So... now you are ready to become a wine judge.  I choose this term carefully because it is decidedly different from being a wine critic, try not being a critic.  If you take one thing away from this entire piece, it should be that when it comes to judging wine it is always best approached from the perspective of searching for the positive qualities of any wine.  If you task yourself with finding the flaws in wine it is pretty rare that you will not find them and that just starts you off in the wrong direction.  Be a wine appreciator, not a critic.

The best way to start "judging" wine is by hosting an event with friends.  With enough interest this can evolve into a most pleasurable monthly get together.  First, choose your participants, then choose the wine.  6-10 people is a good number but that part is entirely up to the host.  Then when choosing the wine choose the varietal and the vintage, like 2019 Pinot Noir or 2020 Chardonnay.  Now task everyone to bring a bottle that fits your chosen category and make sure you have time to get the wine to optimal temperature etc.  Now, strip any telltale foils off the neck of the bottle, and then wrap each bottle all the way up to the neck in foil.  Then, have someone else take over, mix up the bottles and use a sharpie and mark them 1-8 or whatever.

Ideally you will have enough glasses so that everyone can have a glass for each wine.  Wine glasses would be ideal, but really any glasses will work.  Now line up the glasses 1-8, pour about 1 1/2 oz of wine number 1 into glass number 1, same wine number 2 into glass number 2 etc.  Once all the wines have been poured, you are ready to do some tasting, and have something to write with and on so you can create your own comments and scores.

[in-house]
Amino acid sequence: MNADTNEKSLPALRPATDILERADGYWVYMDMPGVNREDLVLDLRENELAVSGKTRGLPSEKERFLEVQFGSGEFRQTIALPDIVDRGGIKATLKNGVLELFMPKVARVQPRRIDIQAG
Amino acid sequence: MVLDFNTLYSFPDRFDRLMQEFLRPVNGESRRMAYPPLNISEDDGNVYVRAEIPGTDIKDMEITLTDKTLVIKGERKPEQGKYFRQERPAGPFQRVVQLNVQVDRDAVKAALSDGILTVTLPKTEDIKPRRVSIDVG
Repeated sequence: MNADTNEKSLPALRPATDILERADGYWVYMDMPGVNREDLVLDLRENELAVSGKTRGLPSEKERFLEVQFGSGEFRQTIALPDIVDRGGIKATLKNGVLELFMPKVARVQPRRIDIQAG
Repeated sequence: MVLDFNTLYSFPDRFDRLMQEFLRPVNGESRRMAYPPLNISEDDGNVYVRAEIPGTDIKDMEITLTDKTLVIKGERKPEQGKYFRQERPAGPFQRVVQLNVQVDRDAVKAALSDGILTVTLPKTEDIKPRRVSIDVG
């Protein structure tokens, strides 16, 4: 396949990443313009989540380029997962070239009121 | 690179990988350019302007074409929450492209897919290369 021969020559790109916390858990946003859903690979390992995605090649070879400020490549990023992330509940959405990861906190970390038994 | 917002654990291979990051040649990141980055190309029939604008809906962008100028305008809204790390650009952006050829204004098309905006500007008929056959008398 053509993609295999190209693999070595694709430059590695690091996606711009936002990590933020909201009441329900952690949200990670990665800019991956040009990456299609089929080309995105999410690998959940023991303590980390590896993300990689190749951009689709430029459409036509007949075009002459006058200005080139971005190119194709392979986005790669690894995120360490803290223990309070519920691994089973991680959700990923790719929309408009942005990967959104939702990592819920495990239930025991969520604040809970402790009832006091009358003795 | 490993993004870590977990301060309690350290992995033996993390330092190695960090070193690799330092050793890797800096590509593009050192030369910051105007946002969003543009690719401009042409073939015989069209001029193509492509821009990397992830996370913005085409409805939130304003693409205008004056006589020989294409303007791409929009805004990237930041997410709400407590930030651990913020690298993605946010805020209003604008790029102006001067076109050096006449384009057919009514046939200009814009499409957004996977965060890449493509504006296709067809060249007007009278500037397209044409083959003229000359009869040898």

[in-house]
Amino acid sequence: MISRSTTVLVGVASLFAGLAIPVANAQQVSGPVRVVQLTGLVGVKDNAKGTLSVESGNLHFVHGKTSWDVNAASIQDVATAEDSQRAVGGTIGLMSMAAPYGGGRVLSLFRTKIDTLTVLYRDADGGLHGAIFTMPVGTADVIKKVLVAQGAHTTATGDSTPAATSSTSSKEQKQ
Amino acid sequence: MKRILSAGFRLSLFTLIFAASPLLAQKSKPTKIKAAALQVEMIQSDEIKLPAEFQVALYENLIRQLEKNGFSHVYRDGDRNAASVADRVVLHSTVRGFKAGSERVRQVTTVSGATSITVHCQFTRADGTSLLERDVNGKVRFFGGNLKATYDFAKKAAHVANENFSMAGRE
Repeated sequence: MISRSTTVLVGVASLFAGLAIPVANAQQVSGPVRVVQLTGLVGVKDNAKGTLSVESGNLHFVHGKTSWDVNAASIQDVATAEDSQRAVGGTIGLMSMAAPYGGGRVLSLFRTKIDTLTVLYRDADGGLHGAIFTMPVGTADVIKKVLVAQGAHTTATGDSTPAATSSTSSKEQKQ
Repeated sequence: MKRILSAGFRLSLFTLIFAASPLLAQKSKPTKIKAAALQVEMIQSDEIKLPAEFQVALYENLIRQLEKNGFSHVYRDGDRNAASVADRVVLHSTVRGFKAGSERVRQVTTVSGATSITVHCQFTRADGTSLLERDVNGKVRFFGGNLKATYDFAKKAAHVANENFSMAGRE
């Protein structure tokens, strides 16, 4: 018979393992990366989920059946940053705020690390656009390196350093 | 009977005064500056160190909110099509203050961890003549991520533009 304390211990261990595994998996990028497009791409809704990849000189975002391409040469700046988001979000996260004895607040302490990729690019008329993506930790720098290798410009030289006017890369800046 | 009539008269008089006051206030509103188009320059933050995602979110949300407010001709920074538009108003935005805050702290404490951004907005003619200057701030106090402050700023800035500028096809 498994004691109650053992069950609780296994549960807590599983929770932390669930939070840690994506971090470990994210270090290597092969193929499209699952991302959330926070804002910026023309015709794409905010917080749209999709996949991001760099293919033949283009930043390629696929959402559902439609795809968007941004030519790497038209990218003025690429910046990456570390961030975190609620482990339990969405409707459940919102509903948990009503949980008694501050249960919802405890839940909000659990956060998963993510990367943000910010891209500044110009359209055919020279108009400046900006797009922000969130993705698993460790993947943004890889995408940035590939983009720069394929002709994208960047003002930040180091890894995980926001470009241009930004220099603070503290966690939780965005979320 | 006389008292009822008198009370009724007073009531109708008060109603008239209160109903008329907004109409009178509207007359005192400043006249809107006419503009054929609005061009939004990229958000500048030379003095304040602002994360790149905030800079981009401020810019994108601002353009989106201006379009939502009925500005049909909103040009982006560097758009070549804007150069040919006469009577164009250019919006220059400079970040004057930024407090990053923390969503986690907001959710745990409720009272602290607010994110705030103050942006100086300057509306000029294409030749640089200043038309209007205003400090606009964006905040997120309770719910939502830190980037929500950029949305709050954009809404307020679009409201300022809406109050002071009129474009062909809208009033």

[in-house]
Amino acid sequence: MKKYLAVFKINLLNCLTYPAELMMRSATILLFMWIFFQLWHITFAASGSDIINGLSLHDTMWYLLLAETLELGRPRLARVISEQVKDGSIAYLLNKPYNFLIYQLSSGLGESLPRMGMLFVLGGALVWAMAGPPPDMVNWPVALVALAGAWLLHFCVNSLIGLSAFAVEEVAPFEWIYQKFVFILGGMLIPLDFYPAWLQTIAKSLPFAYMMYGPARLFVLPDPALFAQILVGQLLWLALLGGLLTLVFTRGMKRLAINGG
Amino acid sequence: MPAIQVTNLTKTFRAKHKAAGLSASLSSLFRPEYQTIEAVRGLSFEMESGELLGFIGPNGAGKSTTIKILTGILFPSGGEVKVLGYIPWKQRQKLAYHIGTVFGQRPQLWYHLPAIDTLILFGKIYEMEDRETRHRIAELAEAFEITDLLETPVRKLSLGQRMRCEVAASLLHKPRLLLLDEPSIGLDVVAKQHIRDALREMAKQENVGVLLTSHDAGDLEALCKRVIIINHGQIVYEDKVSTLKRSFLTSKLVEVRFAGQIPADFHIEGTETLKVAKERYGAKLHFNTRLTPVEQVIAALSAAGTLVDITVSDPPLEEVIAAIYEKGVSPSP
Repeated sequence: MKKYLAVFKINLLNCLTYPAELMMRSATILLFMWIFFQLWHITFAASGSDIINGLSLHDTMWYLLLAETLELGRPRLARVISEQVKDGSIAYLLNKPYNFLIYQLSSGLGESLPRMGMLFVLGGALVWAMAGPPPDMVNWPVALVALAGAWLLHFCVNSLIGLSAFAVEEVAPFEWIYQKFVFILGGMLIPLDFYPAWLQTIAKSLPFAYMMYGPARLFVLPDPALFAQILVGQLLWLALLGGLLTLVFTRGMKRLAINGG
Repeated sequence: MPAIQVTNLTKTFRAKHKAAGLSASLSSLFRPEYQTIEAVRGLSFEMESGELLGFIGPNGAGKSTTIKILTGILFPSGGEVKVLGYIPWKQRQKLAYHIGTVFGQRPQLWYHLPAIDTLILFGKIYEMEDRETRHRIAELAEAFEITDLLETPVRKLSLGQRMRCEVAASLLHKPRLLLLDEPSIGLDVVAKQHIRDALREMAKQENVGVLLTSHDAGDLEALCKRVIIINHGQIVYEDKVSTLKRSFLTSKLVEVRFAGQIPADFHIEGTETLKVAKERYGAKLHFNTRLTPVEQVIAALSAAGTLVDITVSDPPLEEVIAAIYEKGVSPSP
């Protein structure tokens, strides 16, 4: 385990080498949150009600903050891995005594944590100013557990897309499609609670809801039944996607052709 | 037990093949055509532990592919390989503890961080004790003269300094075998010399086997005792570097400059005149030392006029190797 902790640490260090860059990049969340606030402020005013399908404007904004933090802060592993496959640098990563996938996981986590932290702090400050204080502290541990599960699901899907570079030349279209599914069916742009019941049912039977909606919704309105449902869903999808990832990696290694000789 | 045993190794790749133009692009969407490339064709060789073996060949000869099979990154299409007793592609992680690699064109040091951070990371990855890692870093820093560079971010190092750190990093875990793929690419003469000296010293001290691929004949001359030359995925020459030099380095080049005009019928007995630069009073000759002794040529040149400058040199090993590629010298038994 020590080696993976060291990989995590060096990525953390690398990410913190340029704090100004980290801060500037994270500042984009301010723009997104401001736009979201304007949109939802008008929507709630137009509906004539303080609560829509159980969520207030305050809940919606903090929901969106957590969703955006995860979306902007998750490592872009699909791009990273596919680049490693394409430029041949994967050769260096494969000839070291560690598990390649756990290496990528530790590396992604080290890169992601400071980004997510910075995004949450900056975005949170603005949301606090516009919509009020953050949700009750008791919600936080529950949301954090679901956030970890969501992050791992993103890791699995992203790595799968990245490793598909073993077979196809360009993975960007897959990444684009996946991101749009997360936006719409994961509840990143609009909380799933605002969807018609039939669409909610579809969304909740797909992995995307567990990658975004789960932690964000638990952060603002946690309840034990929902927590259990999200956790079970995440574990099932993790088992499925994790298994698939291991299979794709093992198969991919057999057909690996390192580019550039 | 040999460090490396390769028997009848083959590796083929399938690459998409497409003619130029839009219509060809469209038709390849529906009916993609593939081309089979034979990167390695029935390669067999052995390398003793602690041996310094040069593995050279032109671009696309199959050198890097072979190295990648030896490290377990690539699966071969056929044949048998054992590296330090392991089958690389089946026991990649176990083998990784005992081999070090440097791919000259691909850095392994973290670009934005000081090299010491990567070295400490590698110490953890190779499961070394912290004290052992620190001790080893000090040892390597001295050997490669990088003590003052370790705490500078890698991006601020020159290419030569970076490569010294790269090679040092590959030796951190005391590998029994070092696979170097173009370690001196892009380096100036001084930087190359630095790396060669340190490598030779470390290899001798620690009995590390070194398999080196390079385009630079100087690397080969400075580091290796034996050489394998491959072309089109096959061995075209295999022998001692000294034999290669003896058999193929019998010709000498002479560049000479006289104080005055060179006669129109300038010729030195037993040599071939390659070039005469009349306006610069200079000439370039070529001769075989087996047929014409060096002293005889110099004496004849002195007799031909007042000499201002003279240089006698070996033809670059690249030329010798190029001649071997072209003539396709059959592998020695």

Now, start with with wine number 1.  Look at it, smell it, taste it.  What do you think?  Try to extract as much information as you can from your first impression and take some notes so you can describe the expreience that wine gave to you.  Articulating flavors takes practice, but the main thing is to be honest, and if possible try to be creative. 

Taster 1 ..... Nice color, pleasant aroma of cherries, tasted like cherries and blackberries, smooth tannin.  Rank 3

Taster 2 .... Clear garnet, cherry blossom aromas with notes of oak and sage, light cherry flavor with charred oak and medicinal overtones.  Astringent finish with bitter tannins that leave the mouth parched.  Rank 8

Same wine, two opinions.  Always remember there are no wrong opinions, just different ones.  We do not all like the same thing